Yesterday was warm with very little wind. Odd, it almost always blows in Kansas. Well, you can't shoot a deer in the living room so went bowhunting anyway. During the last 5 minutes of shooting time I blew a series of grunts on a MAD grunt call ending with a long "roar". Within moments there came the sound of fast approaching footsteps in dry leaves approaching from my rear. The buck walked right under my tree and stopped at 10 yd when I voice grunted. My arrow smaked into his shoulder and he ran 50 yd stopped for a moment then flicked his tail and walked away. The arrow did not pass thru. It took a few to climb down. By then it was just about dark and there was no discernable bloodtrail. Decided to come back in the morning as the night would be cold. As it turned out the buck had barely made another 20 yd. In the pics there is a trailcam shot made a week ago and a pic of the buck taken this morning. The bow is a Mathews 62lb Switchback XT, Maxima hunter arrow and Rage 2 blade broadhead. The arrow passed thru the left shoulder and lodged in the right shoulder from a high angle. Even with the huge entrance wound there was not much blood. Field dressed weight was 190 lb.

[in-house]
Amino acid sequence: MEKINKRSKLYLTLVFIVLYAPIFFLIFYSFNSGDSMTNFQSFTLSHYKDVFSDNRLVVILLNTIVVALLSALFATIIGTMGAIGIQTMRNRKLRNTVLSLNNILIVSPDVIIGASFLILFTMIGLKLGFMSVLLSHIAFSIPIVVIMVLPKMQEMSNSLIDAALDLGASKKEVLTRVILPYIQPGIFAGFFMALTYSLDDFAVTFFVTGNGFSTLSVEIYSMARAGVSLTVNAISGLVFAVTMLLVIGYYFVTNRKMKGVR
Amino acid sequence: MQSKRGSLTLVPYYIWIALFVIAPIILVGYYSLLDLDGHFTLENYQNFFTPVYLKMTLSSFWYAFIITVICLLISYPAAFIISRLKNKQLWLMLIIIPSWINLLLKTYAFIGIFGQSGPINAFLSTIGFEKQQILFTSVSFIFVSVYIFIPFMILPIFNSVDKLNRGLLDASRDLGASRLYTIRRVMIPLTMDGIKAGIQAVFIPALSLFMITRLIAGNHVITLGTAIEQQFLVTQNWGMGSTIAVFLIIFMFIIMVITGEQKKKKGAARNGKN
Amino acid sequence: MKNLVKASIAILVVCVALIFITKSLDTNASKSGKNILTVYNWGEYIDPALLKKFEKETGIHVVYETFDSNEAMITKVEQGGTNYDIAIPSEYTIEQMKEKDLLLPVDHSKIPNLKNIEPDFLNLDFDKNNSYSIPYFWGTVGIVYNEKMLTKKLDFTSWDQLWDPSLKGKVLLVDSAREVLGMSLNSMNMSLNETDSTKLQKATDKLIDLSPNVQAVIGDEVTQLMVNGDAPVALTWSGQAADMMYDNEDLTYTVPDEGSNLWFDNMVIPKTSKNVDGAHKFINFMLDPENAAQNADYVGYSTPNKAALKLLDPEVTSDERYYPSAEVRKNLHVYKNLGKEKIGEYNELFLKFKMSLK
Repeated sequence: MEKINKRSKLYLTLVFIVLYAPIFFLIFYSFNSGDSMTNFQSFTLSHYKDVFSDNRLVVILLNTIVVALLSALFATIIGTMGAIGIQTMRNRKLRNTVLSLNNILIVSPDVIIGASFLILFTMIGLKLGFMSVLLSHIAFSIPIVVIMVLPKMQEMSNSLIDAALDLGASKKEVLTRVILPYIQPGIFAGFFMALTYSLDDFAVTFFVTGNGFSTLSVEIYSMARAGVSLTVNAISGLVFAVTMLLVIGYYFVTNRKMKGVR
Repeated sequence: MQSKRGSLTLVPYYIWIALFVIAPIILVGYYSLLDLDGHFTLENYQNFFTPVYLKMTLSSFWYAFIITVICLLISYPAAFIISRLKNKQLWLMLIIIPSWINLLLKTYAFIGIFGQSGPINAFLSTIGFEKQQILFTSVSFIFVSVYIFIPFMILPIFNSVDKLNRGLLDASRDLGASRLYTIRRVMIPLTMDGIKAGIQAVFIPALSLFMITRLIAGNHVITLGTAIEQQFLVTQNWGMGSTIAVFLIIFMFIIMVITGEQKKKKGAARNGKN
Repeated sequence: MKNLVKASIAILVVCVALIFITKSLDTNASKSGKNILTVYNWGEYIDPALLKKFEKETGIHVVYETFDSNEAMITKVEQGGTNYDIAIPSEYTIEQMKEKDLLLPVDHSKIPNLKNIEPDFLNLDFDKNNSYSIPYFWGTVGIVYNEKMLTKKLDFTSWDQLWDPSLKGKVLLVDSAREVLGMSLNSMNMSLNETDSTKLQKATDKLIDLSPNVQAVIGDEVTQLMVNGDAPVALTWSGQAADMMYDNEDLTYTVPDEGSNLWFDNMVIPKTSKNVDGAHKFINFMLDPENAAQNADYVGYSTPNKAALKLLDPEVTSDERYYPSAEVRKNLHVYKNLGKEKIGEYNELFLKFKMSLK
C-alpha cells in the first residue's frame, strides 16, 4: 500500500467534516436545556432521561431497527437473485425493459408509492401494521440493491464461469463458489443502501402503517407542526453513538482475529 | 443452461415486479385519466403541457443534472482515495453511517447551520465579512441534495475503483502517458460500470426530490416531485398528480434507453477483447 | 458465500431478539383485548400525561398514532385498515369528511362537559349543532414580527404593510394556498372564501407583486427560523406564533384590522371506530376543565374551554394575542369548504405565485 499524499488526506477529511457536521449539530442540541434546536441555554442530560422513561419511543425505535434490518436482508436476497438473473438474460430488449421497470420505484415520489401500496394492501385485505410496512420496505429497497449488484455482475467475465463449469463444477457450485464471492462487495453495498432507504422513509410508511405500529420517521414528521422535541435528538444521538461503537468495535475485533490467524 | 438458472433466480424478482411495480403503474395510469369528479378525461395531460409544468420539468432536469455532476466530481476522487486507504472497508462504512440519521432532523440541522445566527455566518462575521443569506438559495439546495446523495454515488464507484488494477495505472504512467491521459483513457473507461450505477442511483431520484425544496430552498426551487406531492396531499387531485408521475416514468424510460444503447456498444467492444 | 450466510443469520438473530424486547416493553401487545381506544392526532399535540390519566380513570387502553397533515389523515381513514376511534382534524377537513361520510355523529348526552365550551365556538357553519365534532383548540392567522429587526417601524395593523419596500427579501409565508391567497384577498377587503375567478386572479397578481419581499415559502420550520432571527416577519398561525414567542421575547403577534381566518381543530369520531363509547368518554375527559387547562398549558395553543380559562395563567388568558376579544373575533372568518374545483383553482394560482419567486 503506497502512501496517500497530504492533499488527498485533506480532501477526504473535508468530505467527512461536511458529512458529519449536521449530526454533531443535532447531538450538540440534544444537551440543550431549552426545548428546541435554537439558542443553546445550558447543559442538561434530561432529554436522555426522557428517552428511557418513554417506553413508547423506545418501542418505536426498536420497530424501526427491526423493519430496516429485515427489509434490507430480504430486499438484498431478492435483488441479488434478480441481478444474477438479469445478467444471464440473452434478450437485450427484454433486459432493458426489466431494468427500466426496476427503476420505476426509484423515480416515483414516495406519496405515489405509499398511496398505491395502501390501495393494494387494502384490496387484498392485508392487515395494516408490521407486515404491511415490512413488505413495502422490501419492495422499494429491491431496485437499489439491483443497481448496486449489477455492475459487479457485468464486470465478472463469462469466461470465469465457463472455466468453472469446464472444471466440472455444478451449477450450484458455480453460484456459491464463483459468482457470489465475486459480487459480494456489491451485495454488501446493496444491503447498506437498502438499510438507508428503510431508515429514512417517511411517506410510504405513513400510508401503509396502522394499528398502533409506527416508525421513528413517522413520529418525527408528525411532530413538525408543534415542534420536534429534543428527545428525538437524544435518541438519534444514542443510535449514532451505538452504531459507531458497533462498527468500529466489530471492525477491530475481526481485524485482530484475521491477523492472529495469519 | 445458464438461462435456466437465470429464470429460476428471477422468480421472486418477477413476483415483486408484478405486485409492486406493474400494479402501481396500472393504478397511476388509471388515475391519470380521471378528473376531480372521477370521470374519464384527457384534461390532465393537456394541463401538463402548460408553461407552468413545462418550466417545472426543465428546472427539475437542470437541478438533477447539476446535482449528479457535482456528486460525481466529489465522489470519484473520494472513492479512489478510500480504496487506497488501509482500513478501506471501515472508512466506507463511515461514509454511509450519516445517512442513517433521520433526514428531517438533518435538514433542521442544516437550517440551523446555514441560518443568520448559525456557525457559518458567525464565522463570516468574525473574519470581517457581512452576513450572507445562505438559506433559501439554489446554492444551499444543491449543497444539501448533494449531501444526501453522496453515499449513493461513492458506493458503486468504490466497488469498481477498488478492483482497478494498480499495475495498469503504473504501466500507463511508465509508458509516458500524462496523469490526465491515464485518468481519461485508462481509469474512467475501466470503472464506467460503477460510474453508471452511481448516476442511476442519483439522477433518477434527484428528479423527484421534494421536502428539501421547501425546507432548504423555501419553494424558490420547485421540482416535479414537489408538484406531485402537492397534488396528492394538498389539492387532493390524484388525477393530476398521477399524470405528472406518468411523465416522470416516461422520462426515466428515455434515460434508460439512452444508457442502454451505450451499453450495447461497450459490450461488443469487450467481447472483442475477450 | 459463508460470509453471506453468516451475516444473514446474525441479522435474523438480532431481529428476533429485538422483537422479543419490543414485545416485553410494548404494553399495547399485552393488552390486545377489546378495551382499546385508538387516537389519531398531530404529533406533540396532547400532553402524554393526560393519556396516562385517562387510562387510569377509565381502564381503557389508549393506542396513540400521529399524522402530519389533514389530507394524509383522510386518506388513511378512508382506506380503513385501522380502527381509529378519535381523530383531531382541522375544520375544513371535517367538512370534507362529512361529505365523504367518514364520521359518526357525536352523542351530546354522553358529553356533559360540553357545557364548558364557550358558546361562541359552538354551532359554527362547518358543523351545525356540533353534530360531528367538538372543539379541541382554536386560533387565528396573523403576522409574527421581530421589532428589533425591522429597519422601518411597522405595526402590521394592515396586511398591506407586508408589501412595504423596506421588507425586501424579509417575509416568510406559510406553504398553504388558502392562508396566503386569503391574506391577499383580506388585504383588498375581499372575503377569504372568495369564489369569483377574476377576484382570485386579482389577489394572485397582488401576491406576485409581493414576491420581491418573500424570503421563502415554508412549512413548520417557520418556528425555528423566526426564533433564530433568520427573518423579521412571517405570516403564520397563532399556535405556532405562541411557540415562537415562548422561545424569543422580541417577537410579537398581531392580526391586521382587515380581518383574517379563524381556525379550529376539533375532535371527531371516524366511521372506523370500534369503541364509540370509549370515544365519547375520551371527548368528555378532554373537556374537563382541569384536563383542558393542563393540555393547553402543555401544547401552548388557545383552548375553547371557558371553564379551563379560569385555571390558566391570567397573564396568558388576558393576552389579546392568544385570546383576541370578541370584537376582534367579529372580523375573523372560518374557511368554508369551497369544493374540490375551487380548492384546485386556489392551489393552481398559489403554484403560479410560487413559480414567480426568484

This morning Bill and I was driving on highway 56 about 30 miles west of Emporia Kansas. On the South side of the highway we spotted a huge 9 pointer in a bean field with 2 does. He had about an 8 inch drop tine on his right antler.
Just got back from my annual gun hunt in MO. Here is a pic or two of the buck I shot and the buck my friend Joey Floyd of Ga shot. Both bucks have antlers that look fairly alike and will score within 10 inches of each other. I'm guessing both will score in the 140's. The difference is Joey's buck was huge. We had no way to weigh him but he was at least 50 lb heavier than the 10 point I got in KS last month and that deer was 190 lb field dressed. This buck was a hog. I took a pic of him on the back of a truck to give you an idea just how big he was. I had no trouble dragging my 8 point but could barely move Joey's buck.
A perk of majoring in wildlife biology in college is the plethora of hunting knowledge that you collect throughout your course load. One of the most important factors in whether an area can hold large quantities of animals or produce large antlers is forage.
Most universities, state schools and even community colleges offer basic botany courses and plant ID courses. Although it might not be feasable for the average middle age hunter to pay tuition and go back to college to learn hunting...